How to spot if your cough is coronavirus or hay fever

Alexandra Thompson
·3-min read

The arrival of spring brings a sense of optimism for many during the UK’s coronavirus lockdown.

Sunshine spells, blooming flowers and balmy evenings will no doubt encourage Britons to make the most of their daily dose of exercise.

Yet with spring comes clouds of pollen, leaving many hay fever sufferers coughing and spluttering.

Up to two in five children suffer from hay fever, while between 10% and 30% of adults develop the irritating symptoms when the pollen count rises.

With a cough a key symptom of both the coronavirus and hay fever, how can you tell if your spluttering is serious?

BEIJING, CHINA - APRIL 7, 2020: A young woman in a face mask admires tree blossoms at Ritan Park; the Chinese authorities declaring the spread of the COVID-19 epidemic, on the whole, successfully contained, residents of Beijing began to spend more time outside and visit city parks. Artyom IVanov/TASS (Photo by Artyom Ivanov\TASS via Getty Images)
A woman admires tree blossom at Ritan Park in Beijing. (Getty Images)

How do coronavirus and hay fever symptoms compare?

As well as a cough, the coronavirus typically causes fever and slight breathlessness.

Coughing is also a common symptom of hay fever; however, an allergy to pollen only sometimes triggers shortness of breath.

Early research suggests the coronavirus is mild in four out of five cases, but it can lead to a respiratory disease called COVID-19.

An Italian red cross volunteer wearing a sanitary mask to protect against the novel coronavirus (COVID-19) picks tulip flowers to be offered to medical staff in the Roma flowers park in Rome on April 8, 2020. - Roma Flowers Park and Interflora have donated bouquets of tulips to the Red Cross to be offered to volunteers, doctors and nurses to thank them for their efforts during the COVID-19 crisis. (Photo by Tiziana FABI / AFP) (Photo by TIZIANA FABI/AFP via Getty Images)
A Red Cross volunteer wears a mask while picking tulips for medical staff in Rome. (Getty Images)

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A raised temperature does not commonly occur with hay fever, despite its name.

“Hay fever doesn’t cause a high temperature and most people don’t feel unwell,” said Boots chief pharmacist Marc Donovan.

Sneezing is a common symptom of hay fever, and only sometimes comes about with the coronavirus.

Nevertheless, sneezing is one of the main routes of coronavirus transmission, when somebody in close proximity to a patient inhales infected droplets.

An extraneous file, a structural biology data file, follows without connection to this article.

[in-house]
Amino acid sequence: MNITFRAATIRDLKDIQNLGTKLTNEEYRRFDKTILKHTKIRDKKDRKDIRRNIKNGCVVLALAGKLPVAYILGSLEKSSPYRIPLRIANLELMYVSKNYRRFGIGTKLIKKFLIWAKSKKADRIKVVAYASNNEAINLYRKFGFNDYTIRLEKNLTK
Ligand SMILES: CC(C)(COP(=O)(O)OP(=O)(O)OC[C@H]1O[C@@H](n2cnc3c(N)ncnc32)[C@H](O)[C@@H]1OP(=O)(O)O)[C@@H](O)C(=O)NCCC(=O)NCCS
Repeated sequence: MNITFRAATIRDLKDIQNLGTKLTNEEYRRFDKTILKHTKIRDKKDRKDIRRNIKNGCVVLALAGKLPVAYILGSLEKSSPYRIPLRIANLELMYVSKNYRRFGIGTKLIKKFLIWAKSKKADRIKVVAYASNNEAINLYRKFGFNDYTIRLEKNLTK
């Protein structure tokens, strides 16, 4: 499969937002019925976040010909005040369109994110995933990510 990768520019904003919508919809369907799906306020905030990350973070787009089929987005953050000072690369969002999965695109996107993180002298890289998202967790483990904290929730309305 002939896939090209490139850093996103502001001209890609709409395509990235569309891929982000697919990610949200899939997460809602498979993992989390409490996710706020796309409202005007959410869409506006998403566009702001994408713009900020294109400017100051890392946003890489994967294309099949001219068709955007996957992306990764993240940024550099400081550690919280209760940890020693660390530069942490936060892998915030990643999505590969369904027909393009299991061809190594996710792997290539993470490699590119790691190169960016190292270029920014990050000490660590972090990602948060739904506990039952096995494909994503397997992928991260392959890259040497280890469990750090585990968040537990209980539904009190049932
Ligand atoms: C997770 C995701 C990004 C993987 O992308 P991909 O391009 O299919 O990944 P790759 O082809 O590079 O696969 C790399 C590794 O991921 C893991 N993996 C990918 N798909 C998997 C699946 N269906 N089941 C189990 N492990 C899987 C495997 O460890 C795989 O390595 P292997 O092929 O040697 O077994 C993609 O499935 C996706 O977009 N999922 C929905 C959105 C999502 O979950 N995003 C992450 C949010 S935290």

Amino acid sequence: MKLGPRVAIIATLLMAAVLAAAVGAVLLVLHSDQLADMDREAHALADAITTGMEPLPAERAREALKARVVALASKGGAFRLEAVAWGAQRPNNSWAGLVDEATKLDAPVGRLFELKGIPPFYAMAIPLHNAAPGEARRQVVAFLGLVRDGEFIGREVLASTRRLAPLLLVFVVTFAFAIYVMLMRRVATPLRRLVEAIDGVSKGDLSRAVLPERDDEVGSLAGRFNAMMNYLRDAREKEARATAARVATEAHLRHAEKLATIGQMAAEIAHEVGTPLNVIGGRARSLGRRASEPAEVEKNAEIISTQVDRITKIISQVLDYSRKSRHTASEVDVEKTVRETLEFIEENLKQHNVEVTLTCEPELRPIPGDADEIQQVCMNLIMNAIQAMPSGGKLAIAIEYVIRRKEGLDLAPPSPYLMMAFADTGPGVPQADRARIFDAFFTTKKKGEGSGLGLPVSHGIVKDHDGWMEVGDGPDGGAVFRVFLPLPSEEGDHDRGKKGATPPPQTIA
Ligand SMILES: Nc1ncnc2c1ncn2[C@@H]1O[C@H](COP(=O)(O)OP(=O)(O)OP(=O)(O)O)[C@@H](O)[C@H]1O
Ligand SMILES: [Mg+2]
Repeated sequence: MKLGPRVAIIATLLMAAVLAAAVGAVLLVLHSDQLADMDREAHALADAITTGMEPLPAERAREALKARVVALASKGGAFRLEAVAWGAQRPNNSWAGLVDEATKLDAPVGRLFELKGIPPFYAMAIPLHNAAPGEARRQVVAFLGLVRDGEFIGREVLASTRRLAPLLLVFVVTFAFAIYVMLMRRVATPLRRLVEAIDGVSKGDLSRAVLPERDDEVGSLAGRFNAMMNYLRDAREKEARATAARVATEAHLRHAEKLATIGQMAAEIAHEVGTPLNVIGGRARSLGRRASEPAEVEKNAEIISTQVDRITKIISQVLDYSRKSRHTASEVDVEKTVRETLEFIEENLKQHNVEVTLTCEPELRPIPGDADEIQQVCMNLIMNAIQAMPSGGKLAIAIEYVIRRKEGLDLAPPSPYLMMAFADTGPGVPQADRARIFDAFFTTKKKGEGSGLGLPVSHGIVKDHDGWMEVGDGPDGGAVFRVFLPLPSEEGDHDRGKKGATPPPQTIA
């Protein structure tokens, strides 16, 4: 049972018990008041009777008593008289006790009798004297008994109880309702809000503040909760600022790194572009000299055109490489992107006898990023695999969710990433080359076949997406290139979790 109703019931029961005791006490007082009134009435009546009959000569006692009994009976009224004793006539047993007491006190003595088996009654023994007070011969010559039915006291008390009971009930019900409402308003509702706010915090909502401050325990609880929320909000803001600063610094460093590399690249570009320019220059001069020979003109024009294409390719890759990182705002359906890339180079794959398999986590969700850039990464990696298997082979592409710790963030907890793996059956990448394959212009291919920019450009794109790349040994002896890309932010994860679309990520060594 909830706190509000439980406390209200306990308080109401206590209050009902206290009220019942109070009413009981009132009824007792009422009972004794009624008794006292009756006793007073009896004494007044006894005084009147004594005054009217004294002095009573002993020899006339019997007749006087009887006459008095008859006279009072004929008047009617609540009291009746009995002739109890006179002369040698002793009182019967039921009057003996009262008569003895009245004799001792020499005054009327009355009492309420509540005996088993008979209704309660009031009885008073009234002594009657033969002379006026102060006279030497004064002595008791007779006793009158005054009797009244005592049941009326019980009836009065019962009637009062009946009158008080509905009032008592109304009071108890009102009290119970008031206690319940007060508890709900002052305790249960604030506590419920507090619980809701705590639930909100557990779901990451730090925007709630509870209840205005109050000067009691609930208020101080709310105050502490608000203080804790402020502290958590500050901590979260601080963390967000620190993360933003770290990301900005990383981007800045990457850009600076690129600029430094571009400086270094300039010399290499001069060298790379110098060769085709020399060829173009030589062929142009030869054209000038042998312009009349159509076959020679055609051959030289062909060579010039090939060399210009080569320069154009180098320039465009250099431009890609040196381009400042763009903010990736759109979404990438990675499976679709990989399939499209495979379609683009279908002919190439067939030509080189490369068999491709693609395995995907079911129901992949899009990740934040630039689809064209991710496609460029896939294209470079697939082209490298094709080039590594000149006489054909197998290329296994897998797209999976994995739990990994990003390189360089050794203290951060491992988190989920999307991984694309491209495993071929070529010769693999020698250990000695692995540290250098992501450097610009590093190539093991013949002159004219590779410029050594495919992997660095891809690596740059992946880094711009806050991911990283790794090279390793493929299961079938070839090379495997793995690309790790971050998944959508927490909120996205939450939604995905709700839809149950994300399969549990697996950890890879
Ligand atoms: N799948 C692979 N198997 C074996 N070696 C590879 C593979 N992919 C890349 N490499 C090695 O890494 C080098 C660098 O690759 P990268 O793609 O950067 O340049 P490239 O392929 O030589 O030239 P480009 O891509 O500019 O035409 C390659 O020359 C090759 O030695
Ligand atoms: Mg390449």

The coronavirus and hay fever both commonly cause fatigue.

Although not an officially recognised symptom, a loss of taste or smell is increasingly being reported among coronavirus patients.

Muted senses are also a tell-tale sign of hay fever.

Despite all their symptom similarities, the coronavirus and hay fever also have marked differences.

Aches and pains do not occur with hay fever, but are sometimes reported with the coronavirus.

Hay fever does not cause diarrhoea, whereas some coronavirus sufferers have complained of loose bowels. Faeces are thought to be one of the less common ways the virus is transmitted.

Headaches are common during spring for those with hay fever, but do not generally occur in coronavirus patients.

Some people with the coronavirus develop a sore throat, which is uncommon with hay fever.

In reverse, a runny or stuffy nose is a common hay fever complaint, but not with the coronavirus.

“Typical hay fever symptoms include sneezing, a runny or blocked nose, itchy red watery eyes or an itchy throat, mouth, nose and ears,” said Donovan.

TOPSHOT - A police officer wearing a face mask and gloves presents a flower to a woman on the Motherhood and Beauty Day in downtown Yerevan on April 7, 2020, amid the spread of the COVID-19 coronavirus. (Photo by KAREN MINASYAN / AFP) (Photo by KAREN MINASYAN/AFP via Getty Images)
A police officer gives a flower to a woman on 'Motherhood and Beauty Day' in Yerevan, Armenia. (Getty Images)

What is the coronavirus?

The coronavirus is one of seven strains of a virus class that are known to infect humans.

Others trigger everything from the common cold to severe acute respiratory syndrome (Sars), which killed 774 people during its 2002/3 outbreak.

Although cases are usually mild, pneumonia can come about if the coronavirus spreads to the air sacs in the lungs.

This causes them to become inflamed and filled with fluid or pus.

The lungs then struggle to draw in air, resulting in reduced oxygen in the bloodstream and a build-up of carbon dioxide.

The coronavirus has no “set” treatment, with most patients naturally fighting off the infection.

Those requiring hospitalisation are offered “supportive care”, like ventilation, while their immune system gets to work.

Officials urge people to ward off the coronavirus by washing their hands regularly and maintaining social distancing.